After more than four months of starting and stopping business due to various emergency orders, many business people on New Providence who reopened their establishments yesterday were happy to be back.
The reopening came after Prime Minister Dr. Hubert Minnis, the competent authority, decided to allow a broad resumption of commerce, notwithstanding concerns surrounding COVID-19.
D’Asante Small, marketing manager of Da Bush Cook, said the Boyd Road restaurant is resilient.
It is now offering curbside pick up and delivery services for its customers.
“We are happy to be back,” Small said.
“We are thankful that we could open. We watched the world news and we have big businesses and small businesses worldwide making that hard decision to close their doors permanently. We know of local businesses considering the same. We are just thankful we are able to [have] the resources to open back.”
Small said with limited interaction with customers due to health protocols, the restaurant is keen on giving its patrons the best experience through social media engagement.
“When customers [are] inside, they would have time to browse the menu,” Small said.
“[They] can choose what they like. They interact. They ask us about specials. You do miss that. Whatsapp and other social media [are] very important now, so the customer gets as much of that experience as possible.”
When asked if the restaurant had considered closing permanently, Small told The Nassau Guardian, “It never really crossed our mind that permanently closing or shutting our door was an option.
“If anything, we would have had a few other steps before we got there, whether it’s opening up for limited days, opening up as a pop-up style. We would have found a way to make it work.”
Like Small, Arlington Brennen, operations manager of Signature Styles clothing store on Marathon Road, said closing for good was not an option.
“We decided to wait it out to see what would happen,” Brennen said.
He had expected it to be a much longer wait for the store to reopen due to the high rise in COVID-19 cases on New Providence.
“We were not anticipating opening right now,” Brennen said.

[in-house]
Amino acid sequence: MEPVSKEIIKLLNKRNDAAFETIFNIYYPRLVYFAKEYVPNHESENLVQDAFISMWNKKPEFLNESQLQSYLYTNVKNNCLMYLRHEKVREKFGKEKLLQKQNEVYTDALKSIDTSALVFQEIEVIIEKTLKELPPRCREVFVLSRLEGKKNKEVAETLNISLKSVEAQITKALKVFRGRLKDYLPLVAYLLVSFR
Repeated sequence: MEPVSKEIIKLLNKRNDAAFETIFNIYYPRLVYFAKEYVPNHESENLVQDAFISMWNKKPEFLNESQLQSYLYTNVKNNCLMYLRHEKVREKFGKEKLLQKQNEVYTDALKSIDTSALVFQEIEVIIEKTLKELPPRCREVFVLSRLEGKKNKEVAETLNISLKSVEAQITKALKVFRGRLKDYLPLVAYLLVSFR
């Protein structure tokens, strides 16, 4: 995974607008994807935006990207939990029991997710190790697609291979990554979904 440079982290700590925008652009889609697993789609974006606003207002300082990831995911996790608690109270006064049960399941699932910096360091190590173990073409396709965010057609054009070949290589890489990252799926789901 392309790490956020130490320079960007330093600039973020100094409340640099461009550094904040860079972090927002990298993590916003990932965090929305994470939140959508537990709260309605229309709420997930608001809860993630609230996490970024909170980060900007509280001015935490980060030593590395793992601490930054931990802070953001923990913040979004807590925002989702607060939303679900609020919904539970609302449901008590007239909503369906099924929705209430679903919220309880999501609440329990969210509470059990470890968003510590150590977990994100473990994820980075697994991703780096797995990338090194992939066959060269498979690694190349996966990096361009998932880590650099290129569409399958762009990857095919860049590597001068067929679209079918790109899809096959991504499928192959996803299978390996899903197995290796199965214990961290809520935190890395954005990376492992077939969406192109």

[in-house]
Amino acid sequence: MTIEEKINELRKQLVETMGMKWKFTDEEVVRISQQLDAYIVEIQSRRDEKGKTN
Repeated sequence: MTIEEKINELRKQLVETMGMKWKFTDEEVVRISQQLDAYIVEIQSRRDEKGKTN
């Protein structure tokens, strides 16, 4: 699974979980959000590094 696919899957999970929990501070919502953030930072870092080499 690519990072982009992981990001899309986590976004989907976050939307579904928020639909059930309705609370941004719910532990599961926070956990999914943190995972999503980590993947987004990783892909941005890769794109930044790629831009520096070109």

“We honestly thought it would take a while, but we hope everything goes as planned. We hope people adhere to the rules that are set in place.”
Brennen said while business was shuttered, their team worked to create marketing strategies and build their online content to facilitate all of their clients.
“We went into a digital marketing campaign,” he said.
“Once we did that, we went into e-commerce. We launched a website as well during this pandemic. We do online sales as well as, in store. Between the two and being able to do deliveries, we have really been able to sustain the store.”
Although restaurants were closed during a national lockdown that started on August 4, Renalda Green, general manager of Domino’s Pizza, was happy to be back yesterday.
“Working with AML Foods [Limited], we never stopped working,” Green said. “We were able to work in the food stores while Domino’s was closed.”
She added, “We were waiting for the green light. We wanted to ensure everything was fresh. Everything old had to be thrown away. We lost a lot of inventory. We had everything sanitized. Our ovens and our makelines were all cleaned. They were all sanitized and ready for today.”
After initially being left off the list of professionals allowed to resume business yesterday, those who work in the cosmetology industry were among those who reopened.
Asanta McKenzie, 28, a barber at Genesis Barber and Beauty Salon on Baillou Hill Road South, said he was thankful for the prime minister’s announcement on Sunday evening, allowing beauty salons and barber shops to resume business.
“It took him long enough,” McKenzie said.
“I’m glad we are open now. [However], I think we could have opened up sooner. He gave us the guidelines of one person receiving the service at a time, so I don’t know why it took so long.”
With barbering as his only source of income, McKenzie said his savings were being exhausted.
“I wasn’t working from March,” he said. “Bills piling up. The same issue everyone had with NIB, I had it too. My savings help me. It was hard. It was really rough.”
Despite being able to resume normal hours yesterday, Caroline Turnuest, owner of Rising Star Beauty Salon in the Mall at Marathon, said her business has suffered tremendously due to the COVID-19 pandemic, forcing some of her staff to operate on their own.
“I think it’s going to take a while for the business to come back,” Turnquest said.
“A lot of persons have redesigned their homes to ensure they have a salon at home. Two of my staff have already decided to work from home. We are going to have to get creative in terms of our marketing. We are going to have to think outside of the box to bring more people in.”
Turnquest said the salon would usually be busy with a variety of services being offered, but with the COVID-19 cases still high and health protocols in place, it is not business as usual.
“We can only operate with a certain [number] of people at a time,” she said.
“You have to make sure your appointments are booked out. That will be critical.”
Turnquest pointed to one concern.
“While we are able to open, people operating spas are still not allowed to open,” she said.
“Within the training on how to handle clients in this field, a part of that training was for people [who] do massages and operate spas. I found that a bit strange that they are leaving off spas. In a number of salons, there are spas. I’m hoping that can be reconsidered.”